School feminist society takes on Tesco – and wins!

Guest post by Tania Shew, member of the Camden School for Girls Feminist Society


Recently, or so I have heard, Rupert Murdoch said he was ‘considering’ reforming page 3. After a day of being bombarded by tweets from supporters of the ‘No More Page 3’ campaign, stating why they thought that Page 3 should be consigned to the past, Murdoch responded: “page three so last century! You may be right”.

Whilst we at the Camden School for Girls 6th Form Feminist Club cannot boast playing any part in this step towards success in the international fight to reduce the objectification of women, we did run a similar campaign last year, on a local level.

One of the first things we discussed as a group, back in September 2011, was the displaying of ‘Lads Mags’ in the branch of Tesco next door to our school. This branch of the shop is frequented by almost all of the students at Camden, for many on a daily basis, and it was stocking ‘Lads Mags’  in plain sight, on an ‘eye-level’ shelf and right next to where many pupils queued to get their lunch.

We talked to some of the other students around school about how they felt about this and we became worried that seeing the degrading images of women on the front of these magazines daily might start to have a negative effect on some of the girls, especially the younger ones, and lead them to have increased body confidence issues or to believe that the best way to attract boys’ attentions was to objectify themselves. As feminists, many of us were, ourselves, also uncomfortable with these images being a part of our daily lives. We then decided to run our first campaign, our aim being to get the magazines moved to a higher shelf or for the images on the fronts to be covered up.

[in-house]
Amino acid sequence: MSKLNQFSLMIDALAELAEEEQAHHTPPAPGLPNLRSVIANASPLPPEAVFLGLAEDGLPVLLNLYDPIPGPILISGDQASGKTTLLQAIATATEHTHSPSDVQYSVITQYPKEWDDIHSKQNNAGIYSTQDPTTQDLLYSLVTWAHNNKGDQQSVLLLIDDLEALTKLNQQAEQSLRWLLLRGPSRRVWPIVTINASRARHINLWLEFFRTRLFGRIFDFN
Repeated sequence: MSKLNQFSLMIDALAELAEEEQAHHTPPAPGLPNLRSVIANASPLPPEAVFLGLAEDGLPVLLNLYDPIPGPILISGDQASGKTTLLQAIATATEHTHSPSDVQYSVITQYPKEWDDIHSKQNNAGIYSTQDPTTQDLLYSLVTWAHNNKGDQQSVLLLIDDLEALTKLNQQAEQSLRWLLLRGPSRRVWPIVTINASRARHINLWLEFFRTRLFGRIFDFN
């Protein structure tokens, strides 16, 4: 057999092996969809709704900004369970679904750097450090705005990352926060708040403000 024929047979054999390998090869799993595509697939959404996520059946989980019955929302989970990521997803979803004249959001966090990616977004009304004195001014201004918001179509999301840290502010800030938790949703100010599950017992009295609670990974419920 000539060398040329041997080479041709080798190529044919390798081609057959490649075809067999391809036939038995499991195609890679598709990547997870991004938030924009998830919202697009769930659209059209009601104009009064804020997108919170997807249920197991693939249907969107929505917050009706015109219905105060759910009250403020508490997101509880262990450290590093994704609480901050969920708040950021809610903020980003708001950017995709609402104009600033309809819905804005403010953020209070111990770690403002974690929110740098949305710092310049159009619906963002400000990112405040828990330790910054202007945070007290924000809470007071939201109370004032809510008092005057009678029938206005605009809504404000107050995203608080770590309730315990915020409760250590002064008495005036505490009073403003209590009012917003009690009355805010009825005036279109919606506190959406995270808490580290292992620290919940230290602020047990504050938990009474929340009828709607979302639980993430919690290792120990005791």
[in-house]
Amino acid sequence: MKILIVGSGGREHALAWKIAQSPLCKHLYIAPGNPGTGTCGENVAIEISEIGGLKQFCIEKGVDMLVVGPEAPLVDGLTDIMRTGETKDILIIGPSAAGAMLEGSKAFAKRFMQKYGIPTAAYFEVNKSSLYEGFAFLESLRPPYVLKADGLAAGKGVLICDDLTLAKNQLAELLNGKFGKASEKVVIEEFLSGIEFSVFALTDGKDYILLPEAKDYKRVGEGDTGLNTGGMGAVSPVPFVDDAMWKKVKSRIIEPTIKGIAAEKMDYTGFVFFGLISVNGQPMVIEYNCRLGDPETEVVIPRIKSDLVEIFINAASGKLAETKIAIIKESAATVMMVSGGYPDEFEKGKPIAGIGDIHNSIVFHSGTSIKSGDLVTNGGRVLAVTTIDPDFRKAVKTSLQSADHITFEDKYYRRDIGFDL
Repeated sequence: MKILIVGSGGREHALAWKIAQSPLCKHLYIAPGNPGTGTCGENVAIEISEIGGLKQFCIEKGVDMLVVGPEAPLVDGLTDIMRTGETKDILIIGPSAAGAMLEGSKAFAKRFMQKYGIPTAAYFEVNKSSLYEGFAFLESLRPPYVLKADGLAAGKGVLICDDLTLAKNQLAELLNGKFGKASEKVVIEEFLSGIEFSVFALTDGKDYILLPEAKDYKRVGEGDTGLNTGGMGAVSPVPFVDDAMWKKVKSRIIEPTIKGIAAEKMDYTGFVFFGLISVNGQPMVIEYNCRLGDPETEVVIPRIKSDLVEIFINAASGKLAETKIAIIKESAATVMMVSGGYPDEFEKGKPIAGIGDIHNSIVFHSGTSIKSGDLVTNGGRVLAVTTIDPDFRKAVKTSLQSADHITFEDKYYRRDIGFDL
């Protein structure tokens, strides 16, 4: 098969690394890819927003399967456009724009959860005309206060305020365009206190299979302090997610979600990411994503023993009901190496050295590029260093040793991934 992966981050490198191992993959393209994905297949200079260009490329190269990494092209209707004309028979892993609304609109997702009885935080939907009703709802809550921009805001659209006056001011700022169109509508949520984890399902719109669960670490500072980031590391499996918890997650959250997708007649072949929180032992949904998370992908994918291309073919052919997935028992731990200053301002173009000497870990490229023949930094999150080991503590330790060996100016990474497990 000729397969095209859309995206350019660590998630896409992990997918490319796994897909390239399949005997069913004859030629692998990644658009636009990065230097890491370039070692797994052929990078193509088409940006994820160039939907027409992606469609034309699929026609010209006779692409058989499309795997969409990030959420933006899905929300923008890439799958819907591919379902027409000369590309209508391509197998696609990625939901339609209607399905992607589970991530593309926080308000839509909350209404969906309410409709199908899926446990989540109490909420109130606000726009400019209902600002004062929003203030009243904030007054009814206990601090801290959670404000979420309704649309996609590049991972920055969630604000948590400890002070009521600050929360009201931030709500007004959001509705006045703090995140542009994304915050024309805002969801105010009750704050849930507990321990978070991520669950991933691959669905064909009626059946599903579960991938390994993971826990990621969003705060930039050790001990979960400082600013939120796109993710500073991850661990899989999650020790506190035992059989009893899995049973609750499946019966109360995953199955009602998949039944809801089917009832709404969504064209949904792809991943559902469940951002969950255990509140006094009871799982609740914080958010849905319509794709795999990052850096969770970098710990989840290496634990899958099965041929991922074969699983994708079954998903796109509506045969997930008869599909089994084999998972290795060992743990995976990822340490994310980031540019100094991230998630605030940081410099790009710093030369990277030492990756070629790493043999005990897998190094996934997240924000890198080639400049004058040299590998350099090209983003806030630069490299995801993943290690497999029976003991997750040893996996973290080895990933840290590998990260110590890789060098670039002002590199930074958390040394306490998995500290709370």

We initially tried speaking to some of the staff at the shop but this attempt was, to begin with, fruitless. We then made a short film, or a ‘docufemtry’ as we called it, in which we interviewed pupils and teachers from the school and members of the local community, illustrating our shared concern with where and how these magazines were being displayed. Real success only came, however, after we received media coverage; our campaign was first featured in an article in the Guardian about new feminist grassroots groups and members of our club were subsequently interviewed by a local paper.

After this our demands were met and our expectations exceeded – ‘Lads Mags’ were removed from the shop entirely! We are now really happy with our branch of Tesco and we hope that they can set a precedent for other shops with a similar proportion of young customers.

I hope that within my life time it is no longer acceptable, let alone normal, to see women being objectified in everyday situations; whether that be when I’m buying my lunch, when I’m watching an advert or when I’m reading a newspaper.

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